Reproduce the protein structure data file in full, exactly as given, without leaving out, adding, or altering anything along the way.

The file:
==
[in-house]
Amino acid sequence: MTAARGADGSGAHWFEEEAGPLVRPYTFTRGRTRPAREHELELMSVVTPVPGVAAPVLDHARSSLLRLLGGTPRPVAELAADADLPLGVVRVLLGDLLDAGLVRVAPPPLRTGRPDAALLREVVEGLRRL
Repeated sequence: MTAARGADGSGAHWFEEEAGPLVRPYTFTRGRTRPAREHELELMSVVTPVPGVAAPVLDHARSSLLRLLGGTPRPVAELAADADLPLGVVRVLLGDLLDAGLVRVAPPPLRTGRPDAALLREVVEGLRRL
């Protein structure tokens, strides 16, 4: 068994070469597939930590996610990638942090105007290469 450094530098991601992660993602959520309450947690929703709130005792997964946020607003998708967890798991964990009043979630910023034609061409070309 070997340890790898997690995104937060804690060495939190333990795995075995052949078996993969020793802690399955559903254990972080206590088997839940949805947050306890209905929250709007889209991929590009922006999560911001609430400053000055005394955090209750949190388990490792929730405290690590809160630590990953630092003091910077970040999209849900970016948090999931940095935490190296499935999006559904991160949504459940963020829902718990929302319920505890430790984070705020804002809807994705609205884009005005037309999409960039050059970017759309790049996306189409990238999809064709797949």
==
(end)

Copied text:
[in-house]
Amino acid sequence: MTAARGADGSGAHWFEEEAGPLVRPYTFTRGRTRPAREHELELMSVVTPVPGVAAPVLDHARSSLLRLLGGTPRPVAELAADADLPLGVVRVLLGDLLDAGLVRVAPPPLRTGRPDAALLREVVEGLRRL
Repeated sequence: MTAARGADGSGAHWFEEEAGPLVRPYTFTRGRTRPAREHELELMSVVTPVPGVAAPVLDHARSSLLRLLGGTPRPVAELAADADLPLGVVRVLLGDLLDAGLVRVAPPPLRTGRPDAALLREVVEGLRRL
């Protein structure tokens, strides 16, 4: 068994070469597939930590996610990638942090105007290469 450094530098991601992660993602959520309450947690929703709130005792997964946020607003998708967890798991964990009043979630910023034609061409070309 070997340890790898997690995104937060804690060495939190333990795995075995052949078996993969020793802690399955559903254990972080206590088997839940949805947050306890209905929250709007889209991929590009922006999560911001609430400053000055005394955090209750949190388990490792929730405290690590809160630590990953630092003091910077970040999209849900970016948090999931940095935490190296499935999006559904991160949504459940963020829902718990929302319920505890430790984070705020804002809807994705609205884009005005037309999409960039050059970017759309790049996306189409990238999809064709797949």